SEARAIL Botswana is working towards commissioning a refrigeration (reefer) station within its facility next month.
The company is planning to construct a 3 000m2 storage shed at the port of Walvis Bay, which is expected to be commissioned early next year.
In addition, the company will be adding refrigerated container plug-in points and under roof storage facilities at its dry port at Walvis Bay to offer multiple services.
SeaRail is a Namibian-registered company that operates the 'Botswana dry port' facility adjacent to Namport at Walvis Bay, with the mission to handle cargo for all SADC countries, especially Botswana's landlocked neighbours. The company is a wholly owned subsidiary of Botswana Railways.
“The SeaRail facility is located within the port boundaries at Walvis Bay, giving it extra security and proximity to the quay side. The company offers value added services such as de-stuffing and stuffing of containers.
“It also offers a one-stop shop for total logistics services such as transport to destinations in southern Africa within two days, through cooperation with its reliable partners,” said the acting managing director, Derick Mokgatle, who claims it is the preferred dry port facility when it comes to effectiveness and excellent service delivery.
SeaRail is a full bonded facility with the competency to handle project cargo.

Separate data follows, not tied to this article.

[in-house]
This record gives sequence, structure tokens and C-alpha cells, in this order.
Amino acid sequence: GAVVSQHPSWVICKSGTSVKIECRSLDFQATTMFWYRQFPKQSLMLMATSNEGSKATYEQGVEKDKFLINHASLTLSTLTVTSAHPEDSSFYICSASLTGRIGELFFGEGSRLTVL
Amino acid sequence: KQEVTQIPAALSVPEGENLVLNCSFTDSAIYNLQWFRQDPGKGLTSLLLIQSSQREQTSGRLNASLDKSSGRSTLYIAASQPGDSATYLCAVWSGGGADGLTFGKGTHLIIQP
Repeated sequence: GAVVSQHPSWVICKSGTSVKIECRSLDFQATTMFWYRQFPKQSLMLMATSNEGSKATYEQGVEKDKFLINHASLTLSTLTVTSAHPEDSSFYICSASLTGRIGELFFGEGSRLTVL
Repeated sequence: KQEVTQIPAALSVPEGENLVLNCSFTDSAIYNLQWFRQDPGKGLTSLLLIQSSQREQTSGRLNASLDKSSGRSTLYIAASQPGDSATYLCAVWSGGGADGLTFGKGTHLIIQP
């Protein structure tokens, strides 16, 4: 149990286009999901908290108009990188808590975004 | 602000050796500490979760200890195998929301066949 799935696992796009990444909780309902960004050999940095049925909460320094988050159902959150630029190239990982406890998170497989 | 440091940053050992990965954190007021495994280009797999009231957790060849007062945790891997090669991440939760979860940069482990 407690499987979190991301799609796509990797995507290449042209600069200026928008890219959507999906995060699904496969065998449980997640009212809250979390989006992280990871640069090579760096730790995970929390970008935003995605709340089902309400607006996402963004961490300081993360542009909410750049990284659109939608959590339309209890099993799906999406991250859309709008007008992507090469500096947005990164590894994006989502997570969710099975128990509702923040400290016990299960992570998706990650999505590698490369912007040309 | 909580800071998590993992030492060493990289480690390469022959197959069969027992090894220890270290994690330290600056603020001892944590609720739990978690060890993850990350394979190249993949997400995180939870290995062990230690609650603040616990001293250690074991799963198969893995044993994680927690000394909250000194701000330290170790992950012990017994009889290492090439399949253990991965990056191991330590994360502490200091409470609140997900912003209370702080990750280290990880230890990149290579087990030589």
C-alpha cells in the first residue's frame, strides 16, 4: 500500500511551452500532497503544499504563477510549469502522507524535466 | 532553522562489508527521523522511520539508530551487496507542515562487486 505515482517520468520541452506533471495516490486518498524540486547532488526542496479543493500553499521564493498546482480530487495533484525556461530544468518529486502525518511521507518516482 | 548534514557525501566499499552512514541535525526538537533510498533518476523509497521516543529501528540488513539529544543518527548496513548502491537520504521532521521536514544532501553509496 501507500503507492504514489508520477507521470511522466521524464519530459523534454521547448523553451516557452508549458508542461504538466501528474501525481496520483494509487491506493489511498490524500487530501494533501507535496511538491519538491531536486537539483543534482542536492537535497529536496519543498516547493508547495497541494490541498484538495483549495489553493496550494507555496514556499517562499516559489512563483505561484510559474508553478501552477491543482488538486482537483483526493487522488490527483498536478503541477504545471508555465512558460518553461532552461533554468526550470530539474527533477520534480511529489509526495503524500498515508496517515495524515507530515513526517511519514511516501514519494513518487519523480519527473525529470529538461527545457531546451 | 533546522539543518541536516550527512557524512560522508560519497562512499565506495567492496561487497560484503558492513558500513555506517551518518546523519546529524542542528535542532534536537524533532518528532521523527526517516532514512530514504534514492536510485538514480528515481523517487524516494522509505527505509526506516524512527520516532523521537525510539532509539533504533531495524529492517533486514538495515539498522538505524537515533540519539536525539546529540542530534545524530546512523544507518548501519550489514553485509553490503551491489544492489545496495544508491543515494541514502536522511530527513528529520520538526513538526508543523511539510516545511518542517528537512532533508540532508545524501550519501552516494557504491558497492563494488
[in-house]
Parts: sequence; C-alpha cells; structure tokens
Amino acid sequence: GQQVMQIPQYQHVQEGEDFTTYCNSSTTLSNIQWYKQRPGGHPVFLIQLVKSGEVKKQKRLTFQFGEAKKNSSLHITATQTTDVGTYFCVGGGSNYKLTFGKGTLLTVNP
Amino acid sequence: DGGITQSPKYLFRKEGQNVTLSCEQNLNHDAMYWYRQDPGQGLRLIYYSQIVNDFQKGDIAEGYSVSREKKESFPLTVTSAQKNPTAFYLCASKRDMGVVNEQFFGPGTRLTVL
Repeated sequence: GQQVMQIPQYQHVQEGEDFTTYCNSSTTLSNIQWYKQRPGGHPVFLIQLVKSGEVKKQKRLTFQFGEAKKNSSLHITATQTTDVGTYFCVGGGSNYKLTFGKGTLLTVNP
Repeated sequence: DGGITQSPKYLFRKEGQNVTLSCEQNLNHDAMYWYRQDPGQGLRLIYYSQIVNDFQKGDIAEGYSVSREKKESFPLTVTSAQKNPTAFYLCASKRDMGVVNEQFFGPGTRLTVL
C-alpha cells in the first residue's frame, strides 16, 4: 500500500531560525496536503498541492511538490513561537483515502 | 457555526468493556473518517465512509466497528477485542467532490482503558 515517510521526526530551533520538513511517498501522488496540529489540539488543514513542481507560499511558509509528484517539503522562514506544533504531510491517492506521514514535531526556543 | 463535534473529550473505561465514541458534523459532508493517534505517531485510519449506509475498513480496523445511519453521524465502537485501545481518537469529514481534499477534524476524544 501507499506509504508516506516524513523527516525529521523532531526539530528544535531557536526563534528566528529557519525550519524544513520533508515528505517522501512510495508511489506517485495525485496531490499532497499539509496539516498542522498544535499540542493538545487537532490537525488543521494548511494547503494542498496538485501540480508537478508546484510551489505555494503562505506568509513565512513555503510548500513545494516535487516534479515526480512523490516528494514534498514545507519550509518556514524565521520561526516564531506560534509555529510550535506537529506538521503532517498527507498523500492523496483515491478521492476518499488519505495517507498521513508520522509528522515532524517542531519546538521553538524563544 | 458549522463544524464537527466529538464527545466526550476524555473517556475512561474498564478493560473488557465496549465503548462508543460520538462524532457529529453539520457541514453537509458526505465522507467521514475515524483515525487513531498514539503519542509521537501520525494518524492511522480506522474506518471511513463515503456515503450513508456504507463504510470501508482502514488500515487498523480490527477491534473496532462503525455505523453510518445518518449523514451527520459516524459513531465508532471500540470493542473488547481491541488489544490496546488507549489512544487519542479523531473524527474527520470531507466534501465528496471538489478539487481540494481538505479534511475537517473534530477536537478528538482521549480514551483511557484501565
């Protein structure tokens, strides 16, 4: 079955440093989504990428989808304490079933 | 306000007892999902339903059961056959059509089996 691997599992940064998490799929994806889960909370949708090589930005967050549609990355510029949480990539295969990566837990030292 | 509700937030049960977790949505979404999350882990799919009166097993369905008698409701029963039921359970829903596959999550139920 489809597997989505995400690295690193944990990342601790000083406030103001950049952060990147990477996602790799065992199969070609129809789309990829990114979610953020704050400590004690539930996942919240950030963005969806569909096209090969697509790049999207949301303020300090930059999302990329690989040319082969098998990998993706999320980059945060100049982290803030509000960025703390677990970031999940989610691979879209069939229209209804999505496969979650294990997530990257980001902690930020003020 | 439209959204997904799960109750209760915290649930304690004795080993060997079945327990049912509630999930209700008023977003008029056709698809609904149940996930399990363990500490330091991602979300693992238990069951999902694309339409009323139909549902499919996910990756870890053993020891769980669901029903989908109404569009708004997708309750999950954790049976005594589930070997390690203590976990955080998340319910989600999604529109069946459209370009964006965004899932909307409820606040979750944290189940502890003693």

According to Mokgatle, the facility has ample space to accommodate huge cargo volumes coming in at once, therefore putting the company in a good position to attract project cargo.
“We are therefore focused on attracting big projects in Botswana and the rest of southern Africa that can have a big impact traffic wise.
“For example, we have just completed the delivery of the Okavango Bridge project materials, which arrived at Walvis Bay in June 2019. This was a big milestone for SeaRail to demonstrate our capability to the market. The total volume of that cargo was 10 000 tonnes. We arranged to have it stored in the dry port and thereafter arranged transportation to the site in Botswana,” said Mokgatle.
Although the company is also affected by the recession like others, Mokgatle says it is still keeping afloat and performing well.
“The advantage of our dry port facility is the lack of congestion and the efficiencies we have to quickly handle bulk cargo, Ro-ro vehicles and containers that require de-stuffing or stuffing. In this regard, although the recession is impacting all of us, we still experience growth in general cargo volumes.
“We also offer competitive rates of handling and transportation. We therefore have an edge, to divert cargo that would otherwise go to other regional ports, to Walvis Bay, thus creating new business. So given this, we believe we can still push for growth in volumes at this juncture.”
The company welcomes the idea of the Zimbabwean dry port that opened recently at the Walvis Bay Port, saying it will add value to the Walvis Bay port. It is eager to form collaborations that will help divert more volumes going to Zimbabwe through other regional ports. This, according to Mokgatle, will benefit the entire industry.
The 36 233m2 port offers container and break bulk handling with a capacity of 17 000 containers annually, vehicle handling with a capacity of 3 600 vehicles annually, and general warehousing space, as well as the potential to develop specialised warehousing to be able to handle a combined 80 000 tones.
The dry port is also designed to have a cold storage facility with the capacity of handling 10 000 tones.
SOURCE: The Namibian